Dental anxiety in a students' paediatric dental clinic: Children, parents and students

Benjamin Peretz, Yaron Nazarian, Enrique Bimstein

Research output: Contribution to journalArticlepeer-review

Abstract

Objective. The purpose of the present study was to investigate the dental anxieties of children, parents and student caregivers in a dental school environment. Methods. Eighty-eight children, parents and the dental students who treated the children were included in the study. They were asked to complete questionnaires which gathered information about demographics and dental anxiety using the Dental Anxiety Scale (DAS). Students were also asked to respond to a visual analogue scale (VAS) to assess their anxiety prior to treating children. Results. Significant differences were observed between the mean DAS of the children compared to the students (8.8 ± 3.9 and 7-3 ± 2.7, respectively), and between the scores of the parents and the students (8.3 ± 2.9 and 7.3 ± 2.7, respectively). No significance was noted between the mean DAS scores of the children and those of the parents. The number of children in family did not influence the mean DAS of the children. Parents' age, education or place of birth did not influence the mean DAS of the parents or the children. The mean DAS of children who reacted excellently in previous treatments scored significantly lower in DAS compared with children who were fearful. Female dental students demonstrated higher DAS and VAS scores than male students. Students' seniority, type of last treatment that they received, time since last treatment, parenthood or self-ranking in class did not seem to significantly influence their DAS or VAS scores. A strong correlation in DAS scores between parents and children was found (r = 0.41, P = 0.0001). No correlation between children's and students' DAS scores was found. Conclusions. Students' dental anxiety, or their anxiety prior to treating a child, may not be directly associated with the child's dental anxiety. However, a positive correlation exists between parental and children's dental anxiety.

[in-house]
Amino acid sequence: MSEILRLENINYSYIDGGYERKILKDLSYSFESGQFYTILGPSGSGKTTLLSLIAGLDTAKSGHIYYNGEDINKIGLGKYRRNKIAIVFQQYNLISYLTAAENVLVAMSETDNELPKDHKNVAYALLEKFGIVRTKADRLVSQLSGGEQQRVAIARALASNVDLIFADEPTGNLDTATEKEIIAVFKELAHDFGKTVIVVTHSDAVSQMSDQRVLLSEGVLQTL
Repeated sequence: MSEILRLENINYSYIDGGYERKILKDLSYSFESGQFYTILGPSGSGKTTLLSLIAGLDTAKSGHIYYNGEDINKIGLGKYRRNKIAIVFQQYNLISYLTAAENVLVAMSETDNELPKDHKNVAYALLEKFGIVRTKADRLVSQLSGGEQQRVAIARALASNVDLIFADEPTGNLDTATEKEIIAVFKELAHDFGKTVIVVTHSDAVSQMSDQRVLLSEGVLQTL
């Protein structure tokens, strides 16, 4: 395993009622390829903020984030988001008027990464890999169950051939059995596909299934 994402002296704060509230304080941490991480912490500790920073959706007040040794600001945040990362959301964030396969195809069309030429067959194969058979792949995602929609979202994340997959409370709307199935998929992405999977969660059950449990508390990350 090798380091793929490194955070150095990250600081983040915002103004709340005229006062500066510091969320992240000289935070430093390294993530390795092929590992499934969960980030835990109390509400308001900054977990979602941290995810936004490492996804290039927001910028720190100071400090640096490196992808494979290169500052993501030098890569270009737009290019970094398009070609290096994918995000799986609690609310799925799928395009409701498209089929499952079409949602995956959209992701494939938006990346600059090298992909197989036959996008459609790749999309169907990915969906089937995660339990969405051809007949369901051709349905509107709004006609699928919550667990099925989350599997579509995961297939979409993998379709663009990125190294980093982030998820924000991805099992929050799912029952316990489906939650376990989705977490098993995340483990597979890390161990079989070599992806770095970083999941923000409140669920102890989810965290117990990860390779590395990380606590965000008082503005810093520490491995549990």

Original languageEnglish
Pages (from-to)192-198
Number of pages7
JournalInternational Journal of Paediatric Dentistry
Volume14
Issue number3
DOIs
StatePublished - May 2004
Externally publishedYes

Fingerprint

Dive into the research topics of 'Dental anxiety in a students' paediatric dental clinic: Children, parents and students'. Together they form a unique fingerprint.

Cite this